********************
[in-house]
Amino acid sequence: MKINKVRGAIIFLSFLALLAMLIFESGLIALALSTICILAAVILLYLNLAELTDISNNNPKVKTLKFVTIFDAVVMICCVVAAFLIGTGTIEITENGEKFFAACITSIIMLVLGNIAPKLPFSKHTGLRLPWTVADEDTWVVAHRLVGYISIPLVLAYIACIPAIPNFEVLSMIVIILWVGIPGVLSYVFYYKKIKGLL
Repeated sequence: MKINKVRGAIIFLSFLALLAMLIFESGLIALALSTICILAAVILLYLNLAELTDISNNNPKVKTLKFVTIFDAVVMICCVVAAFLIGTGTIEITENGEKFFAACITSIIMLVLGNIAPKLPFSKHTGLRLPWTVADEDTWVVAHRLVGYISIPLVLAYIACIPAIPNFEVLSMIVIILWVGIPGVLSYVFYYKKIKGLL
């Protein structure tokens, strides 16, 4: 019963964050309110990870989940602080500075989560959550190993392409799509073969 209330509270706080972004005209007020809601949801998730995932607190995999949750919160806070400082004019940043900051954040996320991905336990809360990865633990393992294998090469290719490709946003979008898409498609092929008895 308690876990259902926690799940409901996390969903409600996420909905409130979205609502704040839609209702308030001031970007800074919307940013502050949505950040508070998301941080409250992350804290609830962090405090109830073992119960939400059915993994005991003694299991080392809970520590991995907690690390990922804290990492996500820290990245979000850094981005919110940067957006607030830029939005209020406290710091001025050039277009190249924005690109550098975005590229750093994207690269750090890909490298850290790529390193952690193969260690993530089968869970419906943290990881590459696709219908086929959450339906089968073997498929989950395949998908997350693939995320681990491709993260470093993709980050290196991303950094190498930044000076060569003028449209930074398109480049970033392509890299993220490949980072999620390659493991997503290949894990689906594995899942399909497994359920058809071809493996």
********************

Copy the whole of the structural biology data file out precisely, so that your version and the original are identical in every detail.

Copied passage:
[in-house]
Amino acid sequence: MKINKVRGAIIFLSFLALLAMLIFESGLIALALSTICILAAVILLYLNLAELTDISNNNPKVKTLKFVTIFDAVVMICCVVAAFLIGTGTIEITENGEKFFAACITSIIMLVLGNIAPKLPFSKHTGLRLPWTVADEDTWVVAHRLVGYISIPLVLAYIACIPAIPNFEVLSMIVIILWVGIPGVLSYVFYYKKIKGLL
Repeated sequence: MKINKVRGAIIFLSFLALLAMLIFESGLIALALSTICILAAVILLYLNLAELTDISNNNPKVKTLKFVTIFDAVVMICCVVAAFLIGTGTIEITENGEKFFAACITSIIMLVLGNIAPKLPFSKHTGLRLPWTVADEDTWVVAHRLVGYISIPLVLAYIACIPAIPNFEVLSMIVIILWVGIPGVLSYVFYYKKIKGLL
């Protein structure tokens, strides 16, 4: 019963964050309110990870989940602080500075989560959550190993392409799509073969 209330509270706080972004005209007020809601949801998730995932607190995999949750919160806070400082004019940043900051954040996320991905336990809360990865633990393992294998090469290719490709946003979008898409498609092929008895 308690876990259902926690799940409901996390969903409600996420909905409130979205609502704040839609209702308030001031970007800074919307940013502050949505950040508070998301941080409250992350804290609830962090405090109830073992119960939400059915993994005991003694299991080392809970520590991995907690690390990922804290990492996500820290990245979000850094981005919110940067957006607030830029939005209020406290710091001025050039277009190249924005690109550098975005590229750093994207690269750090890909490298850290790529390193952690193969260690993530089968869970419906943290990881590459696709219908086929959450339906089968073997498929989950395949998908997350693939995320681990491709993260470093993709980050290196991303950094190498930044000076060569003028449209930074398109480049970033392509890299993220490949980072999620390659493991997503290949894990689906594995899942399909497994359920058809071809493996």